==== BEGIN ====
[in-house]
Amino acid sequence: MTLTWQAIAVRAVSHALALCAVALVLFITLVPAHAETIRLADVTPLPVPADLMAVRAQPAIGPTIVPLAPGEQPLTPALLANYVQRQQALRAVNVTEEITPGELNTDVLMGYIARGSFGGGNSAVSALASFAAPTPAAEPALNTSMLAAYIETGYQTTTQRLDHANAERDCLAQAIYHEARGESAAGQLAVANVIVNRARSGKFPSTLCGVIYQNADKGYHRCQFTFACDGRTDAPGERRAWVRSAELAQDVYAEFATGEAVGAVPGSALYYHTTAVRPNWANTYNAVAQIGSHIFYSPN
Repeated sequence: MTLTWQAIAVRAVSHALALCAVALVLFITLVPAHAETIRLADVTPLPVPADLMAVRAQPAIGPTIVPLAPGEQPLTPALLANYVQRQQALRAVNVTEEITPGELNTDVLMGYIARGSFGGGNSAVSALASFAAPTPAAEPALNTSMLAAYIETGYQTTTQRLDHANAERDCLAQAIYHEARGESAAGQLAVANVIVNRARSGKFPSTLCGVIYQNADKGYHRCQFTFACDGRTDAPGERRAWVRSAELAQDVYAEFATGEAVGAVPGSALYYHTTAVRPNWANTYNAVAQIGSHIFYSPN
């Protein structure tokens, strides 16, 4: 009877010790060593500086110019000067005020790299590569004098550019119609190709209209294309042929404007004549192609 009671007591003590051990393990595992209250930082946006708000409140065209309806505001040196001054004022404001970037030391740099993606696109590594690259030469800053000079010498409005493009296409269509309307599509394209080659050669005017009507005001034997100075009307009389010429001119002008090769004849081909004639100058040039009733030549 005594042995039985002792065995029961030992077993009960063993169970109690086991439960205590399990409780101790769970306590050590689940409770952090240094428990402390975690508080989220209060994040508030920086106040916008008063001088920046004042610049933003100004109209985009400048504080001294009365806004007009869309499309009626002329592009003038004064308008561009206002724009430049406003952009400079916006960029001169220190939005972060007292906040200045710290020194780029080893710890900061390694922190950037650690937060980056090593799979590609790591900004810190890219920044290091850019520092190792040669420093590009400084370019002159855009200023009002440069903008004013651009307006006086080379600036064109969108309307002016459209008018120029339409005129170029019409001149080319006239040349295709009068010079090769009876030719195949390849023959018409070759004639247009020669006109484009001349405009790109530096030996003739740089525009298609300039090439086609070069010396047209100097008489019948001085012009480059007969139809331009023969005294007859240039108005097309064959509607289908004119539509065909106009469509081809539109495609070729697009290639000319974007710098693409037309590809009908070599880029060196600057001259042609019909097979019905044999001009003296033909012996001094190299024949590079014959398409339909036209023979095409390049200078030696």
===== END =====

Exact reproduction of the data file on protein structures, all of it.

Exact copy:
[in-house]
Amino acid sequence: MTLTWQAIAVRAVSHALALCAVALVLFITLVPAHAETIRLADVTPLPVPADLMAVRAQPAIGPTIVPLAPGEQPLTPALLANYVQRQQALRAVNVTEEITPGELNTDVLMGYIARGSFGGGNSAVSALASFAAPTPAAEPALNTSMLAAYIETGYQTTTQRLDHANAERDCLAQAIYHEARGESAAGQLAVANVIVNRARSGKFPSTLCGVIYQNADKGYHRCQFTFACDGRTDAPGERRAWVRSAELAQDVYAEFATGEAVGAVPGSALYYHTTAVRPNWANTYNAVAQIGSHIFYSPN
Repeated sequence: MTLTWQAIAVRAVSHALALCAVALVLFITLVPAHAETIRLADVTPLPVPADLMAVRAQPAIGPTIVPLAPGEQPLTPALLANYVQRQQALRAVNVTEEITPGELNTDVLMGYIARGSFGGGNSAVSALASFAAPTPAAEPALNTSMLAAYIETGYQTTTQRLDHANAERDCLAQAIYHEARGESAAGQLAVANVIVNRARSGKFPSTLCGVIYQNADKGYHRCQFTFACDGRTDAPGERRAWVRSAELAQDVYAEFATGEAVGAVPGSALYYHTTAVRPNWANTYNAVAQIGSHIFYSPN
């Protein structure tokens, strides 16, 4: 009877010790060593500086110019000067005020790299590569004098550019119609190709209209294309042929404007004549192609 009671007591003590051990393990595992209250930082946006708000409140065209309806505001040196001054004022404001970037030391740099993606696109590594690259030469800053000079010498409005493009296409269509309307599509394209080659050669005017009507005001034997100075009307009389010429001119002008090769004849081909004639100058040039009733030549 005594042995039985002792065995029961030992077993009960063993169970109690086991439960205590399990409780101790769970306590050590689940409770952090240094428990402390975690508080989220209060994040508030920086106040916008008063001088920046004042610049933003100004109209985009400048504080001294009365806004007009869309499309009626002329592009003038004064308008561009206002724009430049406003952009400079916006960029001169220190939005972060007292906040200045710290020194780029080893710890900061390694922190950037650690937060980056090593799979590609790591900004810190890219920044290091850019520092190792040669420093590009400084370019002159855009200023009002440069903008004013651009307006006086080379600036064109969108309307002016459209008018120029339409005129170029019409001149080319006239040349295709009068010079090769009876030719195949390849023959018409070759004639247009020669006109484009001349405009790109530096030996003739740089525009298609300039090439086609070069010396047209100097008489019948001085012009480059007969139809331009023969005294007859240039108005097309064959509607289908004119539509065909106009469509081809539109495609070729697009290639000319974007710098693409037309590809009908070599880029060196600057001259042609019909097979019905044999001009003296033909012996001094190299024949590079014959398409339909036209023979095409390049200078030696």